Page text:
Abstract and Introduction
Outpatient palliative care services are increasing in their effectiveness worldwide, because they can better focus on both patients' and caregivers' needs at all stages of the disease requiring this type of interventions. This was demonstrated before by various studies that,however, were performed mostly on patients with malignancies and thatyielded encouraging results about the severity of the symptoms and about the burden of care in the caregivers. In this analysis performed on a mixture of patients with malignant and nonmalignant diseases, Groh et al. demonstrate that the outpatient team intervention was able to reduce the severity of symptoms such as pain or digestive symptoms and were able to minimize the burden of care of the primary caregivers.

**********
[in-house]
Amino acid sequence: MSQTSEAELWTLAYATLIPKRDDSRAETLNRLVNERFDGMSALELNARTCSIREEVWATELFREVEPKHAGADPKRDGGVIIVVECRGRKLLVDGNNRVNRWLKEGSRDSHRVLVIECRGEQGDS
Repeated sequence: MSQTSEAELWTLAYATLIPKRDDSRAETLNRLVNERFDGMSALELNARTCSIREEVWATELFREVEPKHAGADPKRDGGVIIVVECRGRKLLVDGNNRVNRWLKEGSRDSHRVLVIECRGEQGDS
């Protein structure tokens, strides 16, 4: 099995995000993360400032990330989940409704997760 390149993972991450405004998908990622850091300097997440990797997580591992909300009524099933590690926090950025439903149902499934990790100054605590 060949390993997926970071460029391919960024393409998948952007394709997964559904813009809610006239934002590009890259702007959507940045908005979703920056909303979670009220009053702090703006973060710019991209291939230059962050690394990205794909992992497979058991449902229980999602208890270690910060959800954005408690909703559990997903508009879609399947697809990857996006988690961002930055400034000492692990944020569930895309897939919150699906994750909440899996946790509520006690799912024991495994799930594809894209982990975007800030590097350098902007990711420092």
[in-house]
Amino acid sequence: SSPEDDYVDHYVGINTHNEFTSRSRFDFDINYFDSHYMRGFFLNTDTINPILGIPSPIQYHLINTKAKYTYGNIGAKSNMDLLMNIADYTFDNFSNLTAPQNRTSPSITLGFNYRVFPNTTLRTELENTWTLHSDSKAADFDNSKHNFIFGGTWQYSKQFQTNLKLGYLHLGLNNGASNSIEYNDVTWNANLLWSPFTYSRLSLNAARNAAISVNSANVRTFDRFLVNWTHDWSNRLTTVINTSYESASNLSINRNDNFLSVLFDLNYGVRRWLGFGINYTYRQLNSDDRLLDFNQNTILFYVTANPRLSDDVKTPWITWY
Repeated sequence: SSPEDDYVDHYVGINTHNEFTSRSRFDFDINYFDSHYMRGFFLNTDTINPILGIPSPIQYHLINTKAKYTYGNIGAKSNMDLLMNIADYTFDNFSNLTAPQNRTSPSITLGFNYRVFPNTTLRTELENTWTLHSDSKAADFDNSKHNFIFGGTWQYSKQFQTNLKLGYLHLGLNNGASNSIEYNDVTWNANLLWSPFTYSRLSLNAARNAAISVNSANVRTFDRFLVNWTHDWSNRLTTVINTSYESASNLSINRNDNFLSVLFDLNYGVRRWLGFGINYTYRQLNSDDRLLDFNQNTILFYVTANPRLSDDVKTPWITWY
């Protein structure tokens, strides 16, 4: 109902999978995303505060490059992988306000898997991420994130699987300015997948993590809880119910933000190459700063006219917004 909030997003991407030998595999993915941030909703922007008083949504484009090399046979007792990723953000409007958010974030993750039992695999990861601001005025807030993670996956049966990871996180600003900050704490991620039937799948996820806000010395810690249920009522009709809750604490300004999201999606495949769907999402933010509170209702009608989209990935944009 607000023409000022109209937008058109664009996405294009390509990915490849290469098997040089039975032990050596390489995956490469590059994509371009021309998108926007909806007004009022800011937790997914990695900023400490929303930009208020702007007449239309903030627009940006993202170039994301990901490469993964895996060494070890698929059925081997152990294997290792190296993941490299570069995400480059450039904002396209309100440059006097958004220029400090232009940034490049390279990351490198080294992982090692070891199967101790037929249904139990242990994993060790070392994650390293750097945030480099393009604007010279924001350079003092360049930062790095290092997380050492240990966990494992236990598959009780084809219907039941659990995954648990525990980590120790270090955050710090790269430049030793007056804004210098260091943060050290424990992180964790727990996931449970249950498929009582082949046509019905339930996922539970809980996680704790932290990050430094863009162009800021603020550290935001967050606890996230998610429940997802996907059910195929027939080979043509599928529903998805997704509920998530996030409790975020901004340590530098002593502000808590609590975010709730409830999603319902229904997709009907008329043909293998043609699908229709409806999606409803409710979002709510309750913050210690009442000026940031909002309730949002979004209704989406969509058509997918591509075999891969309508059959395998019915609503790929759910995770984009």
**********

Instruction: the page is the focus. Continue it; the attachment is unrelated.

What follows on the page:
Palliative careservices can be delivered in various settings such as hospice, hospital or at home and have among the main aims the increase in quality of life of patients and of caregivers and in minimizing the distress provoked to both by a chronic debilitating nonmalignant disease or by a malignant condition. Sometimes the events requiring palliative care interventions cannot be treated at home, but in many cases, many problems can be solved by domiciliary interventions thatallow the patient to benefit from receiving them in a familiar environment. If it is the case of the last days of life, then such interventions can increase the well-being of the patient and of the caregivers and can allow the former to die peacefully at their preferred location.
Various studies have demonstrated this, most frequently in patients with malignancies, and the data analyzed by Groh et al. tested the same hypothesis on a mixture of patients with nonmalignant and malignant conditions and on their primary caregivers.
Expert Rev Pharmacoeconomics Outcomes Res. 2013;13(5):575-577. © 2013 Expert Reviews Ltd.